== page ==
Call for papers (book): This Body is in Danger!

This Body is in Danger! Shift-shaping CorpoRealities in Contemporary Performing Arts

Editors: Aneta Stojnić, Christel Stalpaert and Marina Gržinić


Changing corporealities in the light of:

1.      Necropolitics – from Foucault through Agamben to Mbembe

2.      Technologies – pop-up bodies in the desert of the real

3.      Activism – from performing protest to cultivating ethics in a diplomacy of dissensus

4.      EthicoAesthetics – from moralism to decolonial aesthetics

One of the hallmarks of the 20th century is what we could call a corporeal turn, that focussed the attention of political and theoretical considerations on the body, on corporeality and embodiment. Foucault articulated the notions of biopower and biopolitics as modes of governmentality. In the field of artistic practice, new forms appeared such as performance art and body art. Sided by philosophical studies on the embodied mind (Lakoff & Johnson, 1999), “archives of the flesh” (Irigaray, 1984) and neurological findings on embodied cognition (as proposed by Damasio), dance studies boomed exponentially.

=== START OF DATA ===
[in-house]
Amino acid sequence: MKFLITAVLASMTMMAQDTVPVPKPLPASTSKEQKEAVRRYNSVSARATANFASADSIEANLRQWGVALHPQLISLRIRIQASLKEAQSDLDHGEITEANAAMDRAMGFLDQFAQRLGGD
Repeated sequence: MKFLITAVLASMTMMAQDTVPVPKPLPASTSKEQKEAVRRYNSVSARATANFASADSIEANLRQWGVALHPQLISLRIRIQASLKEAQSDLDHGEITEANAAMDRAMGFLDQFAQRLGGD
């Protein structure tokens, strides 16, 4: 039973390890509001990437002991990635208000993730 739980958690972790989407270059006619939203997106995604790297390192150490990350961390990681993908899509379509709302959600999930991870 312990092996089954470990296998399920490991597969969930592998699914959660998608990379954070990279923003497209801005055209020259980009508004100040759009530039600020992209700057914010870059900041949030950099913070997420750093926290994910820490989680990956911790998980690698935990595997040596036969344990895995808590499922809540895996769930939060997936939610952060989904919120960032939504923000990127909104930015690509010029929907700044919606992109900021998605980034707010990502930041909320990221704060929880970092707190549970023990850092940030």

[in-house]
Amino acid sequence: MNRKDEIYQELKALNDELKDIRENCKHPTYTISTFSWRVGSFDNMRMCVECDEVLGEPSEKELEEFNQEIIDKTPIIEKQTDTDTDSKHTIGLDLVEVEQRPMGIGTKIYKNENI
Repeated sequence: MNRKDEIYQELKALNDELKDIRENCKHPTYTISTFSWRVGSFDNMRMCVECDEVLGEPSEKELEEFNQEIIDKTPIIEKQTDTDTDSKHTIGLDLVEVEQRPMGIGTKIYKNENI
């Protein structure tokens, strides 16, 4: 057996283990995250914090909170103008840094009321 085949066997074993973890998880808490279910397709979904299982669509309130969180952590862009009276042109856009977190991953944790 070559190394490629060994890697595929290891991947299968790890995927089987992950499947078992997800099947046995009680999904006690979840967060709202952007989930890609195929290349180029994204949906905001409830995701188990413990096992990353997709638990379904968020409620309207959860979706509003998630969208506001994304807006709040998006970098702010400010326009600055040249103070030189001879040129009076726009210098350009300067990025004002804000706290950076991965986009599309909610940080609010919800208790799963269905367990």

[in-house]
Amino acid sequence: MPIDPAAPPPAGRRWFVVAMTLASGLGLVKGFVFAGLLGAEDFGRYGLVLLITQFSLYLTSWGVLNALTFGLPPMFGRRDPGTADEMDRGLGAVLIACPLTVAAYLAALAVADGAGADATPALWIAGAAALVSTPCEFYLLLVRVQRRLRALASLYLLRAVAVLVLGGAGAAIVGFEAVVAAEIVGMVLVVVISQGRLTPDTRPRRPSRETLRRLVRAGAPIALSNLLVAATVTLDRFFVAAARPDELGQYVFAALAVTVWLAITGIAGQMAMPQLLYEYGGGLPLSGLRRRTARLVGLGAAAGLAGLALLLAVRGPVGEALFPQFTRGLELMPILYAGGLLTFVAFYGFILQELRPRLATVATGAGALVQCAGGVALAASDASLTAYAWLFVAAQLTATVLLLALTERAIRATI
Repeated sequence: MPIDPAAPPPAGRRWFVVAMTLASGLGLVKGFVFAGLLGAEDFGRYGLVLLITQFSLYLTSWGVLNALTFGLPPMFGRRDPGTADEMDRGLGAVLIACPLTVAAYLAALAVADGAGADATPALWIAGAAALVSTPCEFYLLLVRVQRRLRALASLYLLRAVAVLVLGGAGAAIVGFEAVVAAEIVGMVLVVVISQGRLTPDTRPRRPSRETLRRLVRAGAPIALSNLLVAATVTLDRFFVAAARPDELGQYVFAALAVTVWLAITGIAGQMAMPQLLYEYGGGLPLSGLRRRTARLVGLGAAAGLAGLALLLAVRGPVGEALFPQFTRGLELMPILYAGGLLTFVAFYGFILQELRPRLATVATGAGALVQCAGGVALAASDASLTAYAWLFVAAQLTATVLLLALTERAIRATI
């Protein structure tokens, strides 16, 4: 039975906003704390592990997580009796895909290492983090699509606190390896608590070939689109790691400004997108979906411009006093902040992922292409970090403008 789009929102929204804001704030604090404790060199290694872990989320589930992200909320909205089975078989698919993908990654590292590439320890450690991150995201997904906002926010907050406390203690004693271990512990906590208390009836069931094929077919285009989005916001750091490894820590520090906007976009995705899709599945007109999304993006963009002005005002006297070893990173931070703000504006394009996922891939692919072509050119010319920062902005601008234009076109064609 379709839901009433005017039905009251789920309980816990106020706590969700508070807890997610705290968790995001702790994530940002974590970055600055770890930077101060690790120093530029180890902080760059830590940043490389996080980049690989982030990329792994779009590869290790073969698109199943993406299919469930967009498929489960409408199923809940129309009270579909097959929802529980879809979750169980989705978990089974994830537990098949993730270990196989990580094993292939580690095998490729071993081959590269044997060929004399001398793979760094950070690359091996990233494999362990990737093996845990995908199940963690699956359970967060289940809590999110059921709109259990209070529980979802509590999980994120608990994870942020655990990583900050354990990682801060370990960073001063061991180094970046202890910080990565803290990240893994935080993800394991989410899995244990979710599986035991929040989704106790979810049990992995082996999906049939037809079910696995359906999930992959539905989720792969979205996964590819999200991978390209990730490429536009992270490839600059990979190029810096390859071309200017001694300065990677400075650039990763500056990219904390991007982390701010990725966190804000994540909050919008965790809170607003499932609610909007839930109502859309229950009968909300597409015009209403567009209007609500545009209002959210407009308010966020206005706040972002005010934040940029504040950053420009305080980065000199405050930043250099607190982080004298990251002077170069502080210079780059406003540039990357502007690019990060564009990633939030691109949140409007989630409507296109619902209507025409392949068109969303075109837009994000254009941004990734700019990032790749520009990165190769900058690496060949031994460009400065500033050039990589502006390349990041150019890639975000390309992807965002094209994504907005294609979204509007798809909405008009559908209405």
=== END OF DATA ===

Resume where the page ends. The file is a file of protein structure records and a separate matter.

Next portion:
The term corporeality was coined by Susan Leigh Foster (1996) as “the study of bodies through a consideration of bodily reality, not as natural or absolute given but as a tangible and substantial category of cultural experience”. Embodiment, understood as manifestations and representations of the body and the corporeal, as socio-cultural, political, psychological, physiological and virtual entities, became one of the key notions related to research in performance and performativity, particularly in the feminist, gender and queer theories. In Bodies that Matter, Judith Butler (1993) emphasized the key concept of performativity as related to gender, together with a re-articulation of the relations between the culture and the nature.

In parallel with the rise of an increased concern over the body, the topics of post-humanism as critique of humanism and anthropocentrism emerged. The term anthropomorphism (Shaun May) suggests that there is not a singular line dividing the human from the non-human, but that there exists a vast spectrum of forms in between.

Digital technologies brought the crucial shifts and changes in contemporary understandings of the body from the natural, over the cultural to the technological body, where the human body is understood not as a complete entity, but as always already being expended and being extendable.